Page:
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Neck and back pain can greatly limit what you are able to do. It can affect your work, your level of activity, and even your ability to complete everyday tasks.
There are several conditions that can cause neck and back pain, including:
- Failed back surgery syndrome
- Herniated or bulging discs
- Complex Regional Pain Syndrome (RSD)
- Cervical/lumbar radiculopathy (numbness, tingling, and/or weakness)
- Facet syndrome
- Spinal stenosis
Whenever possible, we offer our patients at Seaview nonsurgical and minimally invasive treatment options for back and neck pain to help relieve your symptoms. Our pain management specialists, Dr. Charles Daknis, Dr. Keiron Greaves, and Dr. Adam Meyers, are fellowship trained in pain management and will help you solutions to manage your pain.
If you would like to learn more about pain management options at Seaview, or would like to schedule an appointment with one of our specialists, please call our office at (732) 660-6200 or use our online appointment booking service.
Pain Management Injections Offered At Seaview Orthopaedics
Injections can be used to both diagnose the source of pain and help alleviate the pain caused by spinal conditions. Our experienced pain management specialists offer several different types of injections to help you manage your back and neck pain. After your diagnosis, our specialists will work with you to develop a treatment plan that helps manage your pain and helps delay or even avoid the need for spine surgery.
Our doctors typically administer spinal injections using x-ray guidance to allow for accurate needle placement. Injections typically consist of a numbing medication like lidocaine, a corticosteroid, or a mixture of the two. The numbing medication provides more instant pain relief, while anti-inflammatories like corticosteroids, provide more long-lasting pain relief.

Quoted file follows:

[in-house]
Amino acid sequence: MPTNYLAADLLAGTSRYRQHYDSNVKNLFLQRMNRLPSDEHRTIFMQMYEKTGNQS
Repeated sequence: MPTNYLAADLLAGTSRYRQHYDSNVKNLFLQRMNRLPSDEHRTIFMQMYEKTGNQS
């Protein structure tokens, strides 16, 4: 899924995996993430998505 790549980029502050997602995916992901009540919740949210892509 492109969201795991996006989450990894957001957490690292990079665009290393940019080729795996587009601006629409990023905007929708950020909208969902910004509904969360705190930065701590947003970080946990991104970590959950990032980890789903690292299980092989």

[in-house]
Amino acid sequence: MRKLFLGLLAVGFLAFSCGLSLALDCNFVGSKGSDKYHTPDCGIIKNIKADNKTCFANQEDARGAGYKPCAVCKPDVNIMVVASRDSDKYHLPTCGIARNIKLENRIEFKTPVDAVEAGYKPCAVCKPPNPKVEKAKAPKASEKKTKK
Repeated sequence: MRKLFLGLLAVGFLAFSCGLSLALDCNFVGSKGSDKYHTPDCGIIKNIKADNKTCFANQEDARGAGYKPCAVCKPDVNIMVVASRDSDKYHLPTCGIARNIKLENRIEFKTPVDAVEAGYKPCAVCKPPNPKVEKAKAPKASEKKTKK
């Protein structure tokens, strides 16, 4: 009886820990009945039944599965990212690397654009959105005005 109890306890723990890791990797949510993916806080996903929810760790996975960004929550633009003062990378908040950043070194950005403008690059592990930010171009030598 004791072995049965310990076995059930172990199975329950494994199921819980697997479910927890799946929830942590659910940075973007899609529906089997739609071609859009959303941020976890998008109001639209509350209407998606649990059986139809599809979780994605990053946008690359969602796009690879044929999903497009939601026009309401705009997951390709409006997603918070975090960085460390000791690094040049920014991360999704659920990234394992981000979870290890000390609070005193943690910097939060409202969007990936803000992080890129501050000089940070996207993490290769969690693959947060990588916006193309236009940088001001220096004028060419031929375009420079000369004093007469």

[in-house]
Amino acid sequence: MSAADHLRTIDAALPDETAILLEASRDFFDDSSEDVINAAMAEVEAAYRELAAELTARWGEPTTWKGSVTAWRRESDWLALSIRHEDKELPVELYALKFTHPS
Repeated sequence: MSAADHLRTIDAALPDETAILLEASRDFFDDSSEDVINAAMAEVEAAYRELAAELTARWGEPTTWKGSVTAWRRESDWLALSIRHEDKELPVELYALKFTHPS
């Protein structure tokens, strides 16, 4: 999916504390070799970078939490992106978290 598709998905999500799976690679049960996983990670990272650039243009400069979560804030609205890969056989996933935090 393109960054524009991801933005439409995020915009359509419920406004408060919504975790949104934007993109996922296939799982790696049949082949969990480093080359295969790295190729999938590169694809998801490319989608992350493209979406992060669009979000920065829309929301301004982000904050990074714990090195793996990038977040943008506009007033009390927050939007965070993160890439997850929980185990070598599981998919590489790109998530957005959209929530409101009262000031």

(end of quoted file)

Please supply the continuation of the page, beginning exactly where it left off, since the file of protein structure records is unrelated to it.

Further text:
Below are some of the spinal injections our pain management specialists offer.
Epidural Steroid Injections
Epidural steroid injections are a common way to manage back pain. Epidural steroid injections are administered in the dura, the sac that surrounds the nerve roots and contains cerebrospinal fluid. Injecting steroids into this area can reduce inflammation, which may be helpful for patients with spinal stenosis, herniated discs, or degenerative disc disease.
Selective Nerve Root Block
Selective nerve root blocks can be used to both diagnose the source of nerve root pain and treat pain caused by the inflamed nerve root. This injection consists of both lidocaine and steroids, and is given between the vertebrae at the nerve root. Because lidocaine provides instant pain relief, we are able to tell whether the nerve root is the cause of the patient’s back pain. The steroid then provides longer lasting pain relief by reducing inflammation around the nerve root.
Stellate Ganglion Block
The stellate ganglion are a collection of nerves located in the neck and are part of the sympathetic nervous system. These nerves supply the face and arms, and though they are not involved with feeling or movement, trauma, infection, or other conditions can sensitize the nerve, causing pain. An injection given near the stellate ganglion, called a stellate ganglion block may be used to treat these symptoms, or to diagnose the source of pain. Patients are typically sedated when this injection is given. Most patients need a series of injections to have longer-lasting pain relief.
Sacroiliac Joint Injection
The sacroiliac joints are located on both sides of the sacrum, connecting it to the hip. Inflammation in these joints can be painful. Sacroiliac joint injections can be used to diagnose and confirm the source of pain, and also treat the pain. For diagnostic purposes, a numbing medication will be injected. If the injection is given for pain relief, anti-inflammatory medication is also included in the injection to provide longer-lasting pain relief.